<p><strong>Preserved by one of Earth's driest climates, a long-buried corpse in <a href="http://travel.nationalgeographic.com/travel/countries/chile-guide/">Chile</a>'s <a href="http://ngm.nationalgeographic.com/print/features/world/south-america/chile/atacama-text">Atacama Desert</a> retains centuries-old skin, hair, and clothing (file picture). </strong></p><p><strong>Naturally dehydrated corpses like this probably inspired the region's ancient Chinchorro people to actively mummify their dead, scientists speculate in a new study</strong><strong>. The practice, researchers suggest, took off during a time of natural plenty and population growth, when the Chinchorro were better able to innovate and develop culturally.</strong></p><p>Living in fishing villages along the coasts of Chile and <a href="http://travel.nationalgeographic.com/travel/countries/peru-guide/">Peru</a>, the Chinchorro had begun mummifying skeletons by 5050 B.C., thousands of years before the <a href="http://travel.nationalgeographic.com/travel/countries/egypt-guide/">Egyptians</a>. Archaeologists have long wondered how the practice—and a related cult of death—arose, with some speculating it had been imported from the notably wetter Amazon Basin (<a href="http://ngm.nationalgeographic.com/ngm/0308/feature3/map.html">regional map</a>).</p><p>"Our study is one of the few to document the emergence of social complexity due to environmental change"—in this case, climate shifts that desiccated the Atacama, study leader <a href="http://www.bio.puc.cl/academicos/10874-pablo-marquet">Pablo Marquet</a> said.</p><p>"Until now, most of the emphasis has been on how environmental change triggers the collapse of societies," said Marquet, an archaeologist at Catholic University in Santiago, Chile.</p><p>(Read more about the <a href="http://ngm.nationalgeographic.com/1995/03/chinchorro-mummies/arriaza-text">Chinchorro mummies</a> in <em>National Geographic </em>magazine.)</p><p><em></em></p><p><em>—Ker Than</em></p>

Natural Wonder

Preserved by one of Earth's driest climates, a long-buried corpse in Chile's Atacama Desert retains centuries-old skin, hair, and clothing (file picture).

Naturally dehydrated corpses like this probably inspired the region's ancient Chinchorro people to actively mummify their dead, scientists speculate in a new study. The practice, researchers suggest, took off during a time of natural plenty and population growth, when the Chinchorro were better able to innovate and develop culturally.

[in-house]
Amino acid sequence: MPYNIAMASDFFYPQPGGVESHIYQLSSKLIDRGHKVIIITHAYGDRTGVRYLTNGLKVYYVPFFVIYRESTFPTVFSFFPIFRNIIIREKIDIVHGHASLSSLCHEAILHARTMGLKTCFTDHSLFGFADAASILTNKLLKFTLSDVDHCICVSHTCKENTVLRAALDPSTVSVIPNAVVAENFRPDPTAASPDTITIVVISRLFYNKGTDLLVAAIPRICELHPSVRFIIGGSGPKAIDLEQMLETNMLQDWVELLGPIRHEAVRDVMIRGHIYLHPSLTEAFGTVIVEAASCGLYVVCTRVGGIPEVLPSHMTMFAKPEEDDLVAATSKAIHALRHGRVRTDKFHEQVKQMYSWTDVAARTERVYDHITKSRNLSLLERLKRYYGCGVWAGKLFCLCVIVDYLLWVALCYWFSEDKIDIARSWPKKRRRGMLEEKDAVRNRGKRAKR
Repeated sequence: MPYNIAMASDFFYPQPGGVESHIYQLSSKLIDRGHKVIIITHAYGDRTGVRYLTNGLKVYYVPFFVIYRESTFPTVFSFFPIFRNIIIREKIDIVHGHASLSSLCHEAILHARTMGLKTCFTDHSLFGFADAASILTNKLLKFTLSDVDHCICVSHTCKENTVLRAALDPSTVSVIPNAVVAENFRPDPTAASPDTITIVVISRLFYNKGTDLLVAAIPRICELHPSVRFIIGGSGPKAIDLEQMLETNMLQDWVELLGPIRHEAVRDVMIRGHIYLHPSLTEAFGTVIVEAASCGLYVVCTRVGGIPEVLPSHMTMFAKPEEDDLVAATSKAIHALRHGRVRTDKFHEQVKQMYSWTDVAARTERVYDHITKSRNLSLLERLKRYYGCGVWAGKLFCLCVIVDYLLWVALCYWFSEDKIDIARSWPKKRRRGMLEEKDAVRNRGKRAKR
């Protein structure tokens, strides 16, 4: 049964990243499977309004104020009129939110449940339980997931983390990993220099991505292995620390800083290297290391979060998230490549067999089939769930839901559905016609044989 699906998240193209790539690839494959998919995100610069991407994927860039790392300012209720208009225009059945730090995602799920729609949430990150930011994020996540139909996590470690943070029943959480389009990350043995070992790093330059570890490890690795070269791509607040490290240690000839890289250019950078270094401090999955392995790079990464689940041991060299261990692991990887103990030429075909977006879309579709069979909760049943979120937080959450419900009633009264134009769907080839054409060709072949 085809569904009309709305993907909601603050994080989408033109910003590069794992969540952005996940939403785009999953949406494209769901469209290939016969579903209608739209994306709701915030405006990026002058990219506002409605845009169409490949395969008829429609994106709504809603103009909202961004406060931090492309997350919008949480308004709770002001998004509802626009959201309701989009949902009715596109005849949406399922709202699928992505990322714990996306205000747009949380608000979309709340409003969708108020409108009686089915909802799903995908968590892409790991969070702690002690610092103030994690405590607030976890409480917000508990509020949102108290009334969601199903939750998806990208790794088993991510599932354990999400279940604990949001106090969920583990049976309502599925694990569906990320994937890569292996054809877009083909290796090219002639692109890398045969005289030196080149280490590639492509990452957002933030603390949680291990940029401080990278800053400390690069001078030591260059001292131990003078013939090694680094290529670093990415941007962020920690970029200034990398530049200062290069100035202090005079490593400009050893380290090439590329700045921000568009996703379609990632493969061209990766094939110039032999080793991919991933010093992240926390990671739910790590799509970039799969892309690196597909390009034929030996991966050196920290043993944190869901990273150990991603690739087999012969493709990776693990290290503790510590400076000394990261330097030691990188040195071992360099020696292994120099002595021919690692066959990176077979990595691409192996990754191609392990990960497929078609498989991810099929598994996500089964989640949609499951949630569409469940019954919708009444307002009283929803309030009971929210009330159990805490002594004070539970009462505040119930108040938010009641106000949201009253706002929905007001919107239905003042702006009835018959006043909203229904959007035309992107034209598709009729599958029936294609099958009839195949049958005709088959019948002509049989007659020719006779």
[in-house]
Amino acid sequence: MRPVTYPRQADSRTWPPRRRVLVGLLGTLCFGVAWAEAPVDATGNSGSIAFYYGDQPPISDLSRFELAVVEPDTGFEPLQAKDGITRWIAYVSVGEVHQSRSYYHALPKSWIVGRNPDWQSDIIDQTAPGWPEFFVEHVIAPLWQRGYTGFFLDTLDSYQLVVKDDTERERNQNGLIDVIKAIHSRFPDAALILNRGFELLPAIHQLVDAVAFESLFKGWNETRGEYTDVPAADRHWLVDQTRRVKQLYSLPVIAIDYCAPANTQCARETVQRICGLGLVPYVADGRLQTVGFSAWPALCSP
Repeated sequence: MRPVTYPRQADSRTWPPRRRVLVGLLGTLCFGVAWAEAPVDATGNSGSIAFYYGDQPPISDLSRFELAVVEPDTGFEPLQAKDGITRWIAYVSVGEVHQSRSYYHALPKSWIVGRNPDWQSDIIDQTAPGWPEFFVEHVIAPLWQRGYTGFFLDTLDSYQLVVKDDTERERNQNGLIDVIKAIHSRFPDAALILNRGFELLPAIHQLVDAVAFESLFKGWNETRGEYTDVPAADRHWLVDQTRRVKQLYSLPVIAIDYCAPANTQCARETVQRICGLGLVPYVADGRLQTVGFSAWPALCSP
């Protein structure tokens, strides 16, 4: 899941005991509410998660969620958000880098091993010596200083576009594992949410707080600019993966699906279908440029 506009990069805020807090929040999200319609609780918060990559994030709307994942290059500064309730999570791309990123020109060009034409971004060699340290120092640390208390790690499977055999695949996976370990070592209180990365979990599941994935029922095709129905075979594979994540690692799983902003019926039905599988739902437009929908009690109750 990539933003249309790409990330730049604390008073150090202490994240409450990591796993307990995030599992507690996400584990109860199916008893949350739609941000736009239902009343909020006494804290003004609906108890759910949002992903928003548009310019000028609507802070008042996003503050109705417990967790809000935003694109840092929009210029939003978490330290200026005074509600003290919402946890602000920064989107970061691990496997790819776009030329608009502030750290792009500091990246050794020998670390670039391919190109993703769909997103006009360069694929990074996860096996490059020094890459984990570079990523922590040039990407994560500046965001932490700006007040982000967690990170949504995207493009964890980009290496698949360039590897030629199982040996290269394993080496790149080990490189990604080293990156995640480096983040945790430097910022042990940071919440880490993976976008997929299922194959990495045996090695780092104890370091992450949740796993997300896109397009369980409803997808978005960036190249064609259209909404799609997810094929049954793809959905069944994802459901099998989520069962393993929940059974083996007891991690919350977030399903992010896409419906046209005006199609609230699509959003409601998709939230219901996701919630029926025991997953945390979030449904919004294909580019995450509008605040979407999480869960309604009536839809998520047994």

Living in fishing villages along the coasts of Chile and Peru, the Chinchorro had begun mummifying skeletons by 5050 B.C., thousands of years before the Egyptians. Archaeologists have long wondered how the practice—and a related cult of death—arose, with some speculating it had been imported from the notably wetter Amazon Basin (regional map).

"Our study is one of the few to document the emergence of social complexity due to environmental change"—in this case, climate shifts that desiccated the Atacama, study leader Pablo Marquet said.

"Until now, most of the emphasis has been on how environmental change triggers the collapse of societies," said Marquet, an archaeologist at Catholic University in Santiago, Chile.

(Read more about the Chinchorro mummies in National Geographic magazine.)

—Ker Than

Photograph by Enrico Ferorelli, National Geographic

Pictures: Death-Cult Mummies Inspired by Desert Conditions?

Surrounded by naturally preserved corpses, a South American people may have been inspired to make their own elaborate mummies, a new study says.

Read This Next

Is your favorite ‘green’ product really eco-friendly?
Why Noah’s Ark will never be found
The 10 best compact cameras, according to Nat Geo

Go Further

Subscriber Exclusive Content

Why are people so dang obsessed with Mars?

How viruses shape our world

The era of greyhound racing in the U.S. is coming to an end

See how people have imagined life on Mars through history

See how NASA’s new Mars rover will explore the red planet

Why are people so dang obsessed with Mars?

How viruses shape our world

The era of greyhound racing in the U.S. is coming to an end

See how people have imagined life on Mars through history

See how NASA’s new Mars rover will explore the red planet

Why are people so dang obsessed with Mars?

How viruses shape our world

The era of greyhound racing in the U.S. is coming to an end

See how people have imagined life on Mars through history

See how NASA’s new Mars rover will explore the red planet